19. Behind the ScenesCast a Giant Shadow (1965). Producer Melville Shavelson wrote a book about his experiences and this and other material relating the arduous task of bringing the Kirk Douglas-starrer to the screen are related here.
  20. Book into FilmA Cold Wind in August (1961). The novel was a lot sexier than the film, since publishing did not face the same restrictions as Hollywood, and this examines how far the movie went to retain the spirit of the book.

When Alistair MacLean Quit: Part Two

After the publication of Ice Station Zebra in 1963, Alistair MacLean’s adoring public had to wait three years for its successor – When Eight Bells Toll. As he done before, the author just quit. But unlike the previous disappearing act, when he continued to produce books under the pseudonym of Ian Stuart, this time nothing came down the prolific pipeline. The goose had laid its last golden egg.

After a five-year tax exile in Switzerland, MacLean had returned to Britain in 1962, setting up home first in Farnham, Surrey, followed by a brief hiatus in Ireland before settling down in a Georgian mansion with a two-acre estate in Haslemere, Surrey.

Film tie-in paperback of what might have been Alistair MacLean’s final book.

But as he delivered the manuscript of Ice Station Zebra to publisher Ian Chapman of Collins, he dropped a bombshell. He had made more than enough money. He was fed up with the high-and-mighty attitude of his editors. He was depressed by the sales of Fear Is The Key, which had been a writing breakthrough for him. He had written his last book. Now he was going to become a hotelier and to that end had bought the famous Jamaica Inn plus Bank House at Worcester and the Bean Bridge Hotel in Somerset.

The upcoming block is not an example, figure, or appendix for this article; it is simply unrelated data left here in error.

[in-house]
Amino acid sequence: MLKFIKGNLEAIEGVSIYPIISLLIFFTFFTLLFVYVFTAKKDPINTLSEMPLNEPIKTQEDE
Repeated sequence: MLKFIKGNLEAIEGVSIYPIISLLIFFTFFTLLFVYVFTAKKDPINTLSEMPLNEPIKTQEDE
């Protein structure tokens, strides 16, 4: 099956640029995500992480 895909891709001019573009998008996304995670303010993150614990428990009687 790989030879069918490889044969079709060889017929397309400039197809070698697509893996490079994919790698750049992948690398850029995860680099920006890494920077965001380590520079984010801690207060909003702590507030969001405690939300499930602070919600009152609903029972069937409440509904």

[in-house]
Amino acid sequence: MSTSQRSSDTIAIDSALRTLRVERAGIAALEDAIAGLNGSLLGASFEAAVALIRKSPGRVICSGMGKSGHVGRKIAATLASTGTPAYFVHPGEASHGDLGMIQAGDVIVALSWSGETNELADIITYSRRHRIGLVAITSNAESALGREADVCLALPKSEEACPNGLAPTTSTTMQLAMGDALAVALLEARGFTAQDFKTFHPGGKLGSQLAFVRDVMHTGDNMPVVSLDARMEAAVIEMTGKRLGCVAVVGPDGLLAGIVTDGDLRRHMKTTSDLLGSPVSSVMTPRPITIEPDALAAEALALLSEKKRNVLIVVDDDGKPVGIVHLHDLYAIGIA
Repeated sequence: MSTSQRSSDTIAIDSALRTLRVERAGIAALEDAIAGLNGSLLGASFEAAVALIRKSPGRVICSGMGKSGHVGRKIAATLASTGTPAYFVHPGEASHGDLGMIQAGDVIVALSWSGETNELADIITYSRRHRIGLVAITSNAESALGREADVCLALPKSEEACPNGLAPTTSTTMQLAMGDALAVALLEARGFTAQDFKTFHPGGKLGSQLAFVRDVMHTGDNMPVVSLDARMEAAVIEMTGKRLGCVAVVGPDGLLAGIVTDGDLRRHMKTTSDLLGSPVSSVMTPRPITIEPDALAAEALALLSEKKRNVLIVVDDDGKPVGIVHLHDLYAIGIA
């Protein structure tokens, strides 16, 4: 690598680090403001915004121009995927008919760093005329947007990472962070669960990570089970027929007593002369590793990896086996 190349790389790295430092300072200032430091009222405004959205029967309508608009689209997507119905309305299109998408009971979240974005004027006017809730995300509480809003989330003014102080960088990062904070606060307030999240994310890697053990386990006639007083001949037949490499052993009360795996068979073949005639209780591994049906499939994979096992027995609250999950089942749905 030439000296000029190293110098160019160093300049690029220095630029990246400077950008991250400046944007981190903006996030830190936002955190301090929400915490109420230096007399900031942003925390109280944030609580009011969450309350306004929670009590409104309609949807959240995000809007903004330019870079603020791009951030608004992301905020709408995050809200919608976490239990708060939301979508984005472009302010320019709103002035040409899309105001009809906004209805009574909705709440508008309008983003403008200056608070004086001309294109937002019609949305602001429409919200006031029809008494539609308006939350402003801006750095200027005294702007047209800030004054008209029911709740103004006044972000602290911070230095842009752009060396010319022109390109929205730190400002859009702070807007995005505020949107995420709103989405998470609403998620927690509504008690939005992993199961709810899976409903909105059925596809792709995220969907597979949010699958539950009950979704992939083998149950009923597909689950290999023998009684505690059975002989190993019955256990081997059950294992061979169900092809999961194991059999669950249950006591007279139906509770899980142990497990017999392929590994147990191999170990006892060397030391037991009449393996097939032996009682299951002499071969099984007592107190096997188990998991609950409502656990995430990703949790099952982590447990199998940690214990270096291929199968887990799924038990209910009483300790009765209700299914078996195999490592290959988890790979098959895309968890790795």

The 400-year-old inn, immortalized by the Daphne Du Maurier book and Alfred Hitchcock film, was a solid going concern, takings from accommodation and food augmented by income from three bars and a souvenir shop. MacLean was a hands-on manager and felt immediately more at home dealing with real people than sitting in a lonely room pounding out his fiction. He had come to the conclusion that writing novels was “not a moral way of earning money.”

In dreaming the dream, he was especially particular, having inspected over 100 hotels before plumping for Jamaica Inn. He had the idea that hotel-keeping was in his blood. His younger brother Gillespie was a hotelier and since he could not afford a hotel of his own Alistair had bought him one near Fort William. Gillespie, however, was less than enthusiastic about the notion of operating three hotels far apart, and doubted his brother’s skills. Alistair showed little aptitude for running a business. He failed to understand the importance of stock-taking and before he could get to grips with the basics had already invested in a beer-making operation.

In despair he turned to his older brother Ian who was a high-flyer at Shell. Sensibly, Ian did not give up the day job but trying to keep an eye on a failing enterprise proved impossible. Alistair lacked people-management skills and was a poor judge of character. It was no surprise the hotels failed to flourish.

That Alistair MacLean returned to writing at all was the result of a leap of faith by producer Elliot Kastner who had parlayed $1,000 for the rights to Ross MacDonald novel The Moving Target and another $5,000 for a screenplay by William Goldman into a $3.3 million private eye picture Harper (1966) starring Paul Newman, along the way netting a cool half a million bucks for himself. In Britain to make Kaleidoscope (1966) with Warren Beatty, Kastner opened a production office at Pinewood. Aware that MacLean had no books to sell, his entire portfolio already snapped up and since his retirement nothing in the locker, he went down another route. He suggested MacLean write an original screenplay, offering $100,000 plus a share of the profits and the book rights.